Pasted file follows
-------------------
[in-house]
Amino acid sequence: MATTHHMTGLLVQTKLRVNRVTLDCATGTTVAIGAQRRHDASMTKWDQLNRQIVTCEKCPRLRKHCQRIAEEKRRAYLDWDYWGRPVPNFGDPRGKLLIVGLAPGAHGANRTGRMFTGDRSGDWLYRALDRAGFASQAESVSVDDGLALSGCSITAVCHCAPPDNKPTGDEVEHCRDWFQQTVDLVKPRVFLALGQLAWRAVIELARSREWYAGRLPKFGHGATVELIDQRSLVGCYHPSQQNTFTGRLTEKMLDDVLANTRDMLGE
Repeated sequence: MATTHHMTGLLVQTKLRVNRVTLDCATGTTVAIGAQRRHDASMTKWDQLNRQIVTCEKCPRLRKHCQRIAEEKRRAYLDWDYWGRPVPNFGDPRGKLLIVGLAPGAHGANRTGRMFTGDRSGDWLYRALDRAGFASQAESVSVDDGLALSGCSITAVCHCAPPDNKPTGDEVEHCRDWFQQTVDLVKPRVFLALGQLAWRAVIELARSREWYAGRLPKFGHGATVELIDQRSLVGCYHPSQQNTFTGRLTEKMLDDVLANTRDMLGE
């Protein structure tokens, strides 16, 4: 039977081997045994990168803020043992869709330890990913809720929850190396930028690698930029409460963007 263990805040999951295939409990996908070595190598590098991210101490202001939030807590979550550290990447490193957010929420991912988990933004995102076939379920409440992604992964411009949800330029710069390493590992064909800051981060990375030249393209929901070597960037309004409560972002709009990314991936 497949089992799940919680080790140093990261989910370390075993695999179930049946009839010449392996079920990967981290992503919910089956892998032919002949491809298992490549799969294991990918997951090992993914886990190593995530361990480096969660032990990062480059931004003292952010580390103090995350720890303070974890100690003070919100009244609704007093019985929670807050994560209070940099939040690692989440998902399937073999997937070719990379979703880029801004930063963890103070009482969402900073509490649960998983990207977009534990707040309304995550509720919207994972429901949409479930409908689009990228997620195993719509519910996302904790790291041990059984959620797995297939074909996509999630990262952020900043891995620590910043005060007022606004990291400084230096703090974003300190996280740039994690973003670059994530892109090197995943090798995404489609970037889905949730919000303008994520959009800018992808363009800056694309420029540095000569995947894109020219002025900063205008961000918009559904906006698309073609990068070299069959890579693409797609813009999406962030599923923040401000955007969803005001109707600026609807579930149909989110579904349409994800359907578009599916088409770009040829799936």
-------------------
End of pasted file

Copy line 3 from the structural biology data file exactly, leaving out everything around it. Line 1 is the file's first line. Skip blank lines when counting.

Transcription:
Repeated sequence: MATTHHMTGLLVQTKLRVNRVTLDCATGTTVAIGAQRRHDASMTKWDQLNRQIVTCEKCPRLRKHCQRIAEEKRRAYLDWDYWGRPVPNFGDPRGKLLIVGLAPGAHGANRTGRMFTGDRSGDWLYRALDRAGFASQAESVSVDDGLALSGCSITAVCHCAPPDNKPTGDEVEHCRDWFQQTVDLVKPRVFLALGQLAWRAVIELARSREWYAGRLPKFGHGATVELIDQRSLVGCYHPSQQNTFTGRLTEKMLDDVLANTRDMLGE